If you freelance, something you deal with 24/7 is the subject of healthcare. Now that the issue has blown up in friendly town hall get-togethers, it’s interesting to see how nobody was taking the issue seriously before the election. Not anymore.
If people want to do the faux rage Nazi meme, hey, go for it. Bush got his fair share of der treatment, so all’s fair. But damn, the GOP sure has taken post-Gore defeatism from 2000 and upgraded it for the release of Obamazi 2.0.
Which leads you to Palin’s interpretation of the proposed healthcare coverage.
The idea of the plan being this kind of evil, death panel review board, like an episode from the original Star Trek, is not only insane beyond words, but demonstrates the party’s strategy to get back in power.
They’re using media channels and social outreach the way Obama did, but the difference is they still repeat the same message of fear, albeit louder.
So I respond this way to both sides.
For over half my working adult life, I have had to pay for benefits for either myself or my family. The times I didn’t were mostly taken care of by various agencies I worked for.
Regardless of who was paying though, I know the waiting times I’ve had to endure to see doctors or specialists: “Earliest appointment is six weeks sir.” Sound familiar?
Emergency room waits? An average of four hours over the years for essentially non-emergency care. Yes, I actually sat down and recalled the visits. Maybe try a walk-in center instead. Okay. Half that time and throw it on your credit card.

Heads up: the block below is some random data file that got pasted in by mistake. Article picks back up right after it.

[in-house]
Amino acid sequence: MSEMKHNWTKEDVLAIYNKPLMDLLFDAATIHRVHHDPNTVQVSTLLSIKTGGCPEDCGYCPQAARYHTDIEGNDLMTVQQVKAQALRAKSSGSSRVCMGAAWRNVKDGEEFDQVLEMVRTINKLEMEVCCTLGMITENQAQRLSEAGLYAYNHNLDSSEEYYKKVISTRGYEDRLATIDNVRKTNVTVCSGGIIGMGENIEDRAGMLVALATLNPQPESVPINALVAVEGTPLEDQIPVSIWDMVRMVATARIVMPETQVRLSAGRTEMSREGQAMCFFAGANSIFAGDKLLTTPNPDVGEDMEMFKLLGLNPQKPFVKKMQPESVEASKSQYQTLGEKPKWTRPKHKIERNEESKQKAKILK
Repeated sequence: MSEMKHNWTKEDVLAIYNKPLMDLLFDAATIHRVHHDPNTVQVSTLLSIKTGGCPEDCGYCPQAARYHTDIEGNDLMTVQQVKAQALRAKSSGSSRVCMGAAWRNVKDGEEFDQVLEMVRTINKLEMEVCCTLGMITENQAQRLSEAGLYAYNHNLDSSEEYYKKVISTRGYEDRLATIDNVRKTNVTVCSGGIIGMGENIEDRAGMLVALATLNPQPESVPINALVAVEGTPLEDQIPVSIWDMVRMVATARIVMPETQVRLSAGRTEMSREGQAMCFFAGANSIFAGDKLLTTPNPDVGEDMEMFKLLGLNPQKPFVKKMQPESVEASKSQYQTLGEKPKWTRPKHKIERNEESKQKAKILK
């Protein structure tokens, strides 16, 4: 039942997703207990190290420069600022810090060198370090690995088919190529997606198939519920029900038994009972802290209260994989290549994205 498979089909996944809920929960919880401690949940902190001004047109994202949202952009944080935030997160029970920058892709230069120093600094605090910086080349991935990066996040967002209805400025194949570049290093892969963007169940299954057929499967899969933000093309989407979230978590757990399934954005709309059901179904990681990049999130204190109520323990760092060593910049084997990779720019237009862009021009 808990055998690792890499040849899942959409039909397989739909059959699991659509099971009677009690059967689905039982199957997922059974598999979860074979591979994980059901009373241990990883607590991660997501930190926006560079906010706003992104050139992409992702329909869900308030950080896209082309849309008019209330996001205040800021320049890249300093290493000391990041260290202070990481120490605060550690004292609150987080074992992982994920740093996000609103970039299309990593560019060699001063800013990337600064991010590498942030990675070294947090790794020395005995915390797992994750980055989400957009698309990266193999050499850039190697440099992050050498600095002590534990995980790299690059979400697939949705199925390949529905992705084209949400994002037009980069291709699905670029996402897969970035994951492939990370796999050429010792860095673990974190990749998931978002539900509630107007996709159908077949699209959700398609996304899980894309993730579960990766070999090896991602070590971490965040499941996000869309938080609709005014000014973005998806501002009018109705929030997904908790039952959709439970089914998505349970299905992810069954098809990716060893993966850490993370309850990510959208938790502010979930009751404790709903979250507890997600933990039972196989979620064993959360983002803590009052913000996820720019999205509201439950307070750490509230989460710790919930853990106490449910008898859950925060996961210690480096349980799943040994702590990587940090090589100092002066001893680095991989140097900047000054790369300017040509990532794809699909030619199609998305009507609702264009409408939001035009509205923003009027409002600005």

Sweet. Now I’m contributing to the nation’s healthcare mess and credit problems.
Glamorous anecdotes aside, there’s this notion that you only find the best, most immediate healthcare right here in the U.S. and not, say, France. You know, the country we’ll supposedly be modeling our healthcare system after?
It always bugged me when both candidates relied on the
*CUE RABID APPLAUSE AND WHOOTS!*
Of course, who wouldn’t go along with that. ALL people should have that access. But the nuance both parties skip is that having access is not the same as paying for it.
I have access right now to the best doctors in the world. I just have to wait months to see them. I also need to shell out a lot of money. But hey, I have access.
So when I see “dead Down Syndrome babies and 8-month long hip replacement socialist nightmare” scenarios thrown together in a twisted SEO fear-mongering orgy, I have to ask how is that worse than what we have now?
Those decision aren’t being made by insurance companies every single day with pre-existing conditions? Then, to have the person who perpetrates the fear say “We need to step back and calm down?” Sorry, but you don’t get to do that without someone calling you on it.
I pay close to $12,000 a year for coverage plus deductibles and limited prescription co-pays. I likely wait weeks to see someone, unless it’s urgent, and even then, ER visits have annoying deductibles for even minor things. It’s no better for follow-ups.
I can get in faster to have an oil change at the dealer.
Here’s the mindset I have now, which I’m sure others have: Beyond a simple cold, if you have a family in this country and are self-employed, you can not afford to get sick.
Exaggeration, sure, but it’s not as bad as a Down Syndrome reference though. The next question you have to ask a U.S. senator or Sarah Palin: How much did they pay for healthcare last year?
Maybe ask the taxpayers who picked up the tab instead.